Hainan’s most popular season is, of course, Spring Festival, when legions of mainlanders shuddering from sub-zero winter temperatures spend Chinese New Year on the invitingly temperate beaches of the tropica island.

Conversely, sweltering summers turn Hainan into a veritable Hades (reclusive sun worshipers take note: you will literally have the beach to yourselves). It is not surprising, then, that Hang Dynasty exiles were once banished to ‘The Edge of the Earth’ as fatal punishmentHainan island has made significant progress over the centuries, from remote settlement to popular tourist attraction by way of repeatedly falling in and out of control of neighboring provinces until at last being granted provincial status in 1988 (disputably along with some 200 surrounding South China Sea islands) and declared a Special Economic Zone to spur investment.

Resultingly, the colonial capital city of Haikou on the north end of the island has become its commercial center, brimming with transportation hubs, department stores and enough hotels to accommodate all of China (which it literally does during the holidays).

Those wishing to remove themselves from the urban commotion will find rustic serenity on the central coastline around Xiangshui Bay, the only traffic being farmers in coned hats and grazing cattle. There, crystal waters lap at the shores of a brilliant expanse of sugary sand, where one may sip on coconuts, feast on fresh seafood and lay undisturbed beneath the whispering palm trees.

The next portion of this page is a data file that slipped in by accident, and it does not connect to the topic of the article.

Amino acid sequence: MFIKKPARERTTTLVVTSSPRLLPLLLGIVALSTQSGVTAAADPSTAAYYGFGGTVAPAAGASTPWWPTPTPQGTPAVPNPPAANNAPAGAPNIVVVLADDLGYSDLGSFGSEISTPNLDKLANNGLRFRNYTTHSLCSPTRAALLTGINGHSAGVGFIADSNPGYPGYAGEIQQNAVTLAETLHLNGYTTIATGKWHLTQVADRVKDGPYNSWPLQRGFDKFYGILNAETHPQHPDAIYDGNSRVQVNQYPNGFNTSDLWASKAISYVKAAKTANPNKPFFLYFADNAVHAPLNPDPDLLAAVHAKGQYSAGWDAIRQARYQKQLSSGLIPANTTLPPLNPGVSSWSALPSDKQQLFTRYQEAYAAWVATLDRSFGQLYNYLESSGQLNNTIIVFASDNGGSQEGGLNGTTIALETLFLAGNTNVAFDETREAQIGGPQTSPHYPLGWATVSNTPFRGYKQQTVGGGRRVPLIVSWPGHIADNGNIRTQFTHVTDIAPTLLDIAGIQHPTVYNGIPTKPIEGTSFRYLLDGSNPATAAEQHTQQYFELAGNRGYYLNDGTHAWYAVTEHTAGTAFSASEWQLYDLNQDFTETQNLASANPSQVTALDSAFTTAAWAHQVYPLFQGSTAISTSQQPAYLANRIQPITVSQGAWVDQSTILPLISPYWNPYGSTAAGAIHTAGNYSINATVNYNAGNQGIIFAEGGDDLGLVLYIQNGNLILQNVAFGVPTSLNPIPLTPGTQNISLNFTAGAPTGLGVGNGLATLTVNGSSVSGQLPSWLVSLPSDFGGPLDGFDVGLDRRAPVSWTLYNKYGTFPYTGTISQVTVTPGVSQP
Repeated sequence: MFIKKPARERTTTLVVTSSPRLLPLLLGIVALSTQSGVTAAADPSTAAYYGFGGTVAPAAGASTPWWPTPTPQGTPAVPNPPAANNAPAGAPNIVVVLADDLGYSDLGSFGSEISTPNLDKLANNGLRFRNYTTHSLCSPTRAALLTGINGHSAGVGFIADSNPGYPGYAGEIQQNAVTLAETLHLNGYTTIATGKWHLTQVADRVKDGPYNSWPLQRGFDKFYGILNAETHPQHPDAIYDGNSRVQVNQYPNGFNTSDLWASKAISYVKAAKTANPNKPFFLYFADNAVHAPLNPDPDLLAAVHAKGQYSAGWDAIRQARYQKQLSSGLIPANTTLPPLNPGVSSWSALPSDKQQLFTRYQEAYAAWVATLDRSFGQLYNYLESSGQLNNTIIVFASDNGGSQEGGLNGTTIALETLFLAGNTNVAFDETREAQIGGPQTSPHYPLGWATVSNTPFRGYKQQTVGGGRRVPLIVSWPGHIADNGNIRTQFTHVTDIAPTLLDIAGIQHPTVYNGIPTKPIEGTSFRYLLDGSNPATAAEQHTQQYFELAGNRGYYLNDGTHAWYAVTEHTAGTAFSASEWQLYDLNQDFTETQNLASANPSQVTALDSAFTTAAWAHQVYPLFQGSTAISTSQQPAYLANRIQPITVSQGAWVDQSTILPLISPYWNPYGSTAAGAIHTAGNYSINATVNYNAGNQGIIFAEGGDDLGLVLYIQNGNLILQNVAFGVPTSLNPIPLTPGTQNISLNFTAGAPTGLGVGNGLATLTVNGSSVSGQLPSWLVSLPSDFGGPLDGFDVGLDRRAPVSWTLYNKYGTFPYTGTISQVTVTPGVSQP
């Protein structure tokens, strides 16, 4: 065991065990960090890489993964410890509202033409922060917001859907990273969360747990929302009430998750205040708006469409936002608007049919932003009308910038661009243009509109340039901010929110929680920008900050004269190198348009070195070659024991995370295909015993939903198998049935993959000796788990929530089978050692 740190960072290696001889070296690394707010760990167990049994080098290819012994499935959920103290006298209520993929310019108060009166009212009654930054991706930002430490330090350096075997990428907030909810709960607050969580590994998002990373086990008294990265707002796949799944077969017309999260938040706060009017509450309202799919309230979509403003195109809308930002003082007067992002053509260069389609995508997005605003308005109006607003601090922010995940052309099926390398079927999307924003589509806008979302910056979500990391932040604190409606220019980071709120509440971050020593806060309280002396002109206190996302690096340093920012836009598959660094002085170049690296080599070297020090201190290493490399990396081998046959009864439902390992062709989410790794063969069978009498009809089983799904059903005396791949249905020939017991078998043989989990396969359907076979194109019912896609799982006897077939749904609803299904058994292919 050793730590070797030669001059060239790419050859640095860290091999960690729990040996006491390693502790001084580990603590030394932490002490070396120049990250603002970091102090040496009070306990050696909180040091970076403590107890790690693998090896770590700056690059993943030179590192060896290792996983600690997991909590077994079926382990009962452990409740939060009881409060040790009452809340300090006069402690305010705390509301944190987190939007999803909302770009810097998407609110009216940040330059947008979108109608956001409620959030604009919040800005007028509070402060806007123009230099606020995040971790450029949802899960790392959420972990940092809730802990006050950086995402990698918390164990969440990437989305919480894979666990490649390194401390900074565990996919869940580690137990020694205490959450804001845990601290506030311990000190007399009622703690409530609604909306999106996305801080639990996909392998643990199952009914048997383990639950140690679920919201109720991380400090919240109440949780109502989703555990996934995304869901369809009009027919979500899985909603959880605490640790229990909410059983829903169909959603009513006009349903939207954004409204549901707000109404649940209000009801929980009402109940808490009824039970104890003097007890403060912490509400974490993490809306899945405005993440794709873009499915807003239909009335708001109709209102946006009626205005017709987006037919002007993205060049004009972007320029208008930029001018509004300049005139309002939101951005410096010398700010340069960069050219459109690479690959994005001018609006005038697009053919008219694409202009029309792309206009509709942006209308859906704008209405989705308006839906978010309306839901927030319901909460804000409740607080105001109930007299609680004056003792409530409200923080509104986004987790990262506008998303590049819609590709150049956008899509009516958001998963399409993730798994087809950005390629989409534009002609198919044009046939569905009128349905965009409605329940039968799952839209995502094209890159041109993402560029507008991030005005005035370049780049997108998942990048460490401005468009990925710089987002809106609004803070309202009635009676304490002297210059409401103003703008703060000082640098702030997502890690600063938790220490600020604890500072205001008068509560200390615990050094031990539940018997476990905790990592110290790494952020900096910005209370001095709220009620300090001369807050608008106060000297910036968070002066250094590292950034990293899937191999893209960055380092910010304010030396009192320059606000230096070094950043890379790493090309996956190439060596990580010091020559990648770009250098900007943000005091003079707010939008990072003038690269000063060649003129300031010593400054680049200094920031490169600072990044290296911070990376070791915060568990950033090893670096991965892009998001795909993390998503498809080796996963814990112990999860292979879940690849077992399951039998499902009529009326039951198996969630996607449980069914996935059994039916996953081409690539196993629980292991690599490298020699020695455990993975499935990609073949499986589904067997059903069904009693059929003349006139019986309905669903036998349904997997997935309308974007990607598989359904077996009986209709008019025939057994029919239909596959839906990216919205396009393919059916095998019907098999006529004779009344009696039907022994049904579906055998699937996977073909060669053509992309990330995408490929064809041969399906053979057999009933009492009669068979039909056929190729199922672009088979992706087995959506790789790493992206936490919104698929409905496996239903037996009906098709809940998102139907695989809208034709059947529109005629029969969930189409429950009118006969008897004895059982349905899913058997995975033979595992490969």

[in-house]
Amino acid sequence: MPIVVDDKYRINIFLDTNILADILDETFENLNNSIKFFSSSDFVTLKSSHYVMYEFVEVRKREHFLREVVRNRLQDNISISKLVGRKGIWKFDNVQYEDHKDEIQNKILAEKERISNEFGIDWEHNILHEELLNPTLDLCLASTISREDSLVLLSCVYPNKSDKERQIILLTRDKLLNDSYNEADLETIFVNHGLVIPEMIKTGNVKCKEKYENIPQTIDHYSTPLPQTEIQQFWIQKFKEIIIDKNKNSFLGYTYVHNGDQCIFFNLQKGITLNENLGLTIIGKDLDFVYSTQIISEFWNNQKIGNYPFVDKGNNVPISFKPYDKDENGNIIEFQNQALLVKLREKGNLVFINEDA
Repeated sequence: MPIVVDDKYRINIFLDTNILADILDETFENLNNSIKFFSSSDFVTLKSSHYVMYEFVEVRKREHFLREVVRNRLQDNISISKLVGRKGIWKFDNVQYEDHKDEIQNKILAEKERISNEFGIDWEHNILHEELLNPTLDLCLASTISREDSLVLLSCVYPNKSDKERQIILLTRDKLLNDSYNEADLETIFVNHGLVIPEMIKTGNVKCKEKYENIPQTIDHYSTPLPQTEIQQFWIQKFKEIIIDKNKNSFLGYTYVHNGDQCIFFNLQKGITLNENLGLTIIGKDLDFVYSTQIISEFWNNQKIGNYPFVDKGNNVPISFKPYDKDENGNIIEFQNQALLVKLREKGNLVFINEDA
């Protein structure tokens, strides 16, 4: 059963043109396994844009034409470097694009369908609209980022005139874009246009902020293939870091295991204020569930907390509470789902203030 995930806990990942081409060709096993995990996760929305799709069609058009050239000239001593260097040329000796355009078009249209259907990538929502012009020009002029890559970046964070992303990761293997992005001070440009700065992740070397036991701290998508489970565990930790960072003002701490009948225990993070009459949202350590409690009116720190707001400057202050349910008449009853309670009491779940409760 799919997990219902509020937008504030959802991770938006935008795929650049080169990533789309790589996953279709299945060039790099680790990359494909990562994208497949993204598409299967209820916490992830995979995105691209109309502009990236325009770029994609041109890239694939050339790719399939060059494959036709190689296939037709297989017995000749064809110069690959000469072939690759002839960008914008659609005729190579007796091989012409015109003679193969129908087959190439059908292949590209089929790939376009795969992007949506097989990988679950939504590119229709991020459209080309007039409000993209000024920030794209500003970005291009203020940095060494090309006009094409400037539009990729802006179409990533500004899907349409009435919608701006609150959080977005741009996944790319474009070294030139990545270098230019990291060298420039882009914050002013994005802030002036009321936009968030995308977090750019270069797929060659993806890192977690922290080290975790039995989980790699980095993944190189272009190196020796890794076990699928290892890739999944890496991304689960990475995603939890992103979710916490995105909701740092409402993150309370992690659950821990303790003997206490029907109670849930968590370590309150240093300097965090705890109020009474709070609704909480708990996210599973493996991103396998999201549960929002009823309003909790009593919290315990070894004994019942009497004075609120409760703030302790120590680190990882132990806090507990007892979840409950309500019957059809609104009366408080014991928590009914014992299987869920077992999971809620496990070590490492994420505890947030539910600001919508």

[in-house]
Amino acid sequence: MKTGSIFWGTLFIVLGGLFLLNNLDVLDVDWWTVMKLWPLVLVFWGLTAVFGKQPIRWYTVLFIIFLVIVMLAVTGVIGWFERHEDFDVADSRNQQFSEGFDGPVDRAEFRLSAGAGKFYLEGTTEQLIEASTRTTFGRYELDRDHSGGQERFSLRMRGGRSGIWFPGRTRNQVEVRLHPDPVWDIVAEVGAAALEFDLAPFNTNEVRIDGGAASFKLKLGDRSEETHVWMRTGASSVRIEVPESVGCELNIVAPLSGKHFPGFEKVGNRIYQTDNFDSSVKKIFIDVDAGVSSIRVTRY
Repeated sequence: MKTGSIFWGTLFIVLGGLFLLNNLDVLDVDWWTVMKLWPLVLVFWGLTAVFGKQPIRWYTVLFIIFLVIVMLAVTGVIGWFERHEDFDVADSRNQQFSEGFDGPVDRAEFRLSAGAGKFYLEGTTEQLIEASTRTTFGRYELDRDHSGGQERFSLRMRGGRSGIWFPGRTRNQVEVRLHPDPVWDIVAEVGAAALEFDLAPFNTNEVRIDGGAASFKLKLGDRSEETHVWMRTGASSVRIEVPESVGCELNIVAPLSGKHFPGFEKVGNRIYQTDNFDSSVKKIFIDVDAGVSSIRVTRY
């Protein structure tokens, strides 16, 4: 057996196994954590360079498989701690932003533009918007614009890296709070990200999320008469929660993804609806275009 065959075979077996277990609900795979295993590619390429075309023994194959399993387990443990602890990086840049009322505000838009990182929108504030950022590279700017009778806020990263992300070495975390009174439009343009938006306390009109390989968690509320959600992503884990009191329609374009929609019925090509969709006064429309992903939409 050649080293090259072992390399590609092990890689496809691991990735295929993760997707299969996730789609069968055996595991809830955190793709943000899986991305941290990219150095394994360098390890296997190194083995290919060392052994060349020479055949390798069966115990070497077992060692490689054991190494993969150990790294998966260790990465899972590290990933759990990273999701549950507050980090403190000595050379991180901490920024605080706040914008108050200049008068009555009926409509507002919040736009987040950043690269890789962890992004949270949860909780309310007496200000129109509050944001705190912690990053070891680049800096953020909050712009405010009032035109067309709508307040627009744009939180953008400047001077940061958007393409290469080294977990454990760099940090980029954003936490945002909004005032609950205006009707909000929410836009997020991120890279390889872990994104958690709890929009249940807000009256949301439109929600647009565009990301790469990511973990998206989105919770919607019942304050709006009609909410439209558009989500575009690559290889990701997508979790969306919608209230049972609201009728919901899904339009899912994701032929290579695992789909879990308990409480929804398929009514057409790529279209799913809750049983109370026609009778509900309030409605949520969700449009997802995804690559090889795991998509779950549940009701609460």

For a more cultural experience, the lush Limuling mountain range in interior Hainan is home to the island’s reclusive indigenous peoples, most notably the Miao and the majority Li minority, a colorful ethnicity whose proud elders contine to embrace their traditional customs, native dress and intricate body and facial tattooing.

But it is Sanya, ‘the Hawaii of the Orient’that is the island’s headlining attraction. Developed along Hainan’s southerniphery, the bustling port city is framed by attractive beaches, a lively city center teaming with tourists gaudily attired in matching florescent beach wear, and a harbor congested with fishing vessels, the docks a blur of tangled netting, malodorous hauls of fish and salty dogs preparing for their next seafaring voyage.

Beyond the Sanya peninsula, cash advance santa barbara ca Yalong Bay is a remarkable 7km stretch of white beach edged by a citadel of luxury hotels glowing in varying shades of pastel, their well-tended guests lounging poolside to the soothing sounds of Kenny G (on repeat), cocktail in hand.

No matter what your tastes – ridiculously overpriced or beach bum 1.5 billion people agree, Hainan Dao is the tropical escape everyone shohuld treat themselves to at least once during their stay in China.

Tom Carter, a freelance writer and photographer from San Francisco, has lived in PR China the past two and a half years. He is currently backpacking through all 32 Chinese provinces.


Flights from Beijing to Haikou Airport, four times daily (four hours, 1,800 yuan)


The Treasure Island Hotel chain in Haikou, Xinglong and Sanya are popular with budget travelers desiring resort-style comfort at economy prices (Prices for a double range from 200 yuan in the off-season, up to 1,000 yuan during Spring Festival)


Regional cuisine

Seafood on Hainan is plentiful, so prices are some of China’s cheapest. roves of street vendors come out at dusk to grill a bounty of fresh fare, including various species of fish, clam, lobster, crab, squid and kelp. For desert, locals enjoy gnawing on sugarcane stalks or any of the abundant fruit. And, of course, coconut milk is an islander’s beverage of choice, chopped and chilled for only one yuan